Posted by: Ocean's Dream | March 24, 2008


Working on a modern office set. I got up to this part at work, more to come later.

Step by step. My main problem was just getting it to tile. It did require a bit of playing around and trial and error, so don’t assume that you’ll get it exactly right after a few clicks.

This is simple enough. Make sure the middle tile can be tiled vertically, unless you want to have a fixed wall height.


Let me know if you have any questions on this.



  1. After checking your tileset tutorials, are there any decent techniques for getting tiles to “tile” properly? I’ve managed to get it to work by placing copies of the same tiles down, then continuing a given pattern across multiple tiles and lastly going back and editing that new pattern into the original tiles I was working with so it looks like it repeats perfectly. Is this how you do this, or are there other techniques you use? I’m just not sure if I’m going about this process the fastest way.

    Also, any advice on shading for tiles? My problem is that I’m working in a 32 x 32 size and I want there to be some contrast so the player can see details, but I don’t want it to stand out too much. Is there a good range (in numbers) to play with for shading and highlights? I’ve been experimenting a lot, but once I start spriting, I get used to much greater contrasts, and that messes up my tiling until I remember to adjust the contrast. I’m having trouble just eyeballing it, though.

  2. It depends on the tile. I always like to test it by having a group of 4, and see if there’s any obvious tiling there. It’s good to have a subgrid to a smaller amount, like 8×8 or 16×16 or even 4×4 depending on what you’re working on. The main thing is to worry about the edges. Make sure that the left edge matches the right edge. Make sure the bottom edge matches the top.

    Some tiles can have obvious tiling to them. Others like natural grass and stuff can be more tricky as you want it to not look tiled. You can use trial and error for that. Studying NES and Gameboy tilesets/screens can be quite helpful.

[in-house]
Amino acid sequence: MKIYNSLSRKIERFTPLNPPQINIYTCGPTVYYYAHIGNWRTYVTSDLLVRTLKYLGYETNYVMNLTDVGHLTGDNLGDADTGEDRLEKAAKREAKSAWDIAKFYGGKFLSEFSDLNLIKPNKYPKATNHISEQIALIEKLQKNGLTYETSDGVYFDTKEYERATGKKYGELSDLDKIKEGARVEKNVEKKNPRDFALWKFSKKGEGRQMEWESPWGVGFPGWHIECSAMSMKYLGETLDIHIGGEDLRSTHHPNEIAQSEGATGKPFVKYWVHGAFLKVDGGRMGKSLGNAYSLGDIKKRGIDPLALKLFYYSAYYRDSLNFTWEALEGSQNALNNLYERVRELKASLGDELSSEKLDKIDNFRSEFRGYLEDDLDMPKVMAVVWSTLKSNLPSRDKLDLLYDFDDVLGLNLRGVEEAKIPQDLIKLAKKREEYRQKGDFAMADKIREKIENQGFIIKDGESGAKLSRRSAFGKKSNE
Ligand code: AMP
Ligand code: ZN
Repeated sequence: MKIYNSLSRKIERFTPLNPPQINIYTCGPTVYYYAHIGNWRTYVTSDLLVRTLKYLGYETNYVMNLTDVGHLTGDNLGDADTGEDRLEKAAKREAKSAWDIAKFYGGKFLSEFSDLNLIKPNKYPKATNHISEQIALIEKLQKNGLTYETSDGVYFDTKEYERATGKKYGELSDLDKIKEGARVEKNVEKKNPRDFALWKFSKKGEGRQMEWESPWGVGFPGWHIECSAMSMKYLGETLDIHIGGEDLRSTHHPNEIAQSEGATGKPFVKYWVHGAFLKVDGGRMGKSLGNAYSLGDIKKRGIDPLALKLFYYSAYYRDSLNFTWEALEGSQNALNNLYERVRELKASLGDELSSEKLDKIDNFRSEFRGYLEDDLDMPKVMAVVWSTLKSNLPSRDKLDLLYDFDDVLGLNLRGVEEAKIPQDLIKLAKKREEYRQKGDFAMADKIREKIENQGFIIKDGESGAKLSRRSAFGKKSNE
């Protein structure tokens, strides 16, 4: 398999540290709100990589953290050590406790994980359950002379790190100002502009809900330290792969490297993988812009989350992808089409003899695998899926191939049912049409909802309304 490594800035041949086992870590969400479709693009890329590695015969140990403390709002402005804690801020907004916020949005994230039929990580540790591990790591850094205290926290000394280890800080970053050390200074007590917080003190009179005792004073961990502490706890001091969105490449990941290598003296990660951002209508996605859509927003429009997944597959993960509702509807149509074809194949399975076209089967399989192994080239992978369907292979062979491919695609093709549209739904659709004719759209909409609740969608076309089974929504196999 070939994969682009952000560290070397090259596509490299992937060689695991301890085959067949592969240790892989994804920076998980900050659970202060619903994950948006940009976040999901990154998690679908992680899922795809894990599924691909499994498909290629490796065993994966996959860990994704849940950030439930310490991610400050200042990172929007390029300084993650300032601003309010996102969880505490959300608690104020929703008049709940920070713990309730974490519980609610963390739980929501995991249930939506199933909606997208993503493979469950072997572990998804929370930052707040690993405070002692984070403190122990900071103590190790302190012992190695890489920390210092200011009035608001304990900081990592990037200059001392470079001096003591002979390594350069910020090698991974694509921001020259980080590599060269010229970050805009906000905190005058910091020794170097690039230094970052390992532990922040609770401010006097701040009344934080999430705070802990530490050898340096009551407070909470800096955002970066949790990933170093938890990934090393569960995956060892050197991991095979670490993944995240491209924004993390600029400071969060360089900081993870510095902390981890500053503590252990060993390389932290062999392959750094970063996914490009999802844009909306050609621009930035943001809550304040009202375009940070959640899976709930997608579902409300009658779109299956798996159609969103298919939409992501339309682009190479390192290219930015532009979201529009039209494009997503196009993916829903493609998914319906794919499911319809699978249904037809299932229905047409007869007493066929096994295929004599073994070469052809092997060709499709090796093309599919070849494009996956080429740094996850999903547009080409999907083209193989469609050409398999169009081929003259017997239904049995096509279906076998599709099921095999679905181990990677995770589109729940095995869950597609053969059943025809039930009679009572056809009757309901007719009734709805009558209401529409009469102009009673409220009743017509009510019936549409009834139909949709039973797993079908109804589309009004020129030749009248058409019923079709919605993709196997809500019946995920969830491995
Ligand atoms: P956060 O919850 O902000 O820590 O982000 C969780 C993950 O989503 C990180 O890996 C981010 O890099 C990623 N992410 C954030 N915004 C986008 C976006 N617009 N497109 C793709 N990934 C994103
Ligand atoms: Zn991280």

As for colors, it depends on the type of color. You don’t have to worry so much with blue as you do with red for example. I tend to use higher contrasts, so this grass I have starts with 44,84,44 as the darkest color, and 164,190,64 for the highlights. Quite a big range, but there are 4 colors for the grass, so it’s not that hard on the eyes, and the midtone is almost around the middle grey around (127,127,127), which makes up most of the tile. Changing the highlight to a very bright yellow still didn’t make the tile too contrasty. Changing the midtone lighter really made a difference though, and hurt my eyes.

    Making your midtone around the middle grey area can help (I don’t mean in saturation, just around those numbers). Your colors can actually be relatively far from each other, but as long as it overall doesn’t stick out too much, it shouldn’t be a problem. Try to avoid bright highlights for floor tiles though. Walls aren’t as much of an issue there, and objects can stand out more.

  3. That’s all good info. Thanks for the help. The toughest part about all of this is, of course, the massive amounts of trial and error I have to go through at this point to get anything that looks at all usable. I think the test groups right off the bat are a good idea rather than trying to start a too large of a size and then worrying about whether it’s tiling well or not.

    Just as food for thought, what about tile sizes in the 64 x 64 range? Are there any special considerations? Do you need a wider range of shades and highlights to work with? I’ve been looking at some larger tiles, and they seem to use a much wider range of colors. For example, I ripped some graphics from the Battle for Wesnoth (it’s a free, fantasy wargame) to check out their map tiles, and when created a color palette from their basic grass tile, it had about 9 shades of green. It also didn’t look like they used any blending techniques. Just wondering why they did that as opposed to using a smaller selection of colors.

  4. The larger you go, the more colors you can use (unless you’re specifically making it cartoony). If you want a more realistic look to it, use multiple colors rather than different shades of green for grass. If you do that with say a 16×16 tile, it’ll just look like a mess. For something like 64×64, you can have a lot more variety. But then it starts to get time consuming to making tiles that size.

    Once you start going that big, you have the option to make textures or to draw out your tiles rather than pixel art them. Of course you still can if you’d like. It’s not really too hard to make new colors, so they can have lots more for bigger tiles to make it look more real. Doesn’t work as well for smaller tiles like 16×16, as I said before it could look messy if you don’t pull it off right. But they choose the colors, and don’t use tools to just add them.

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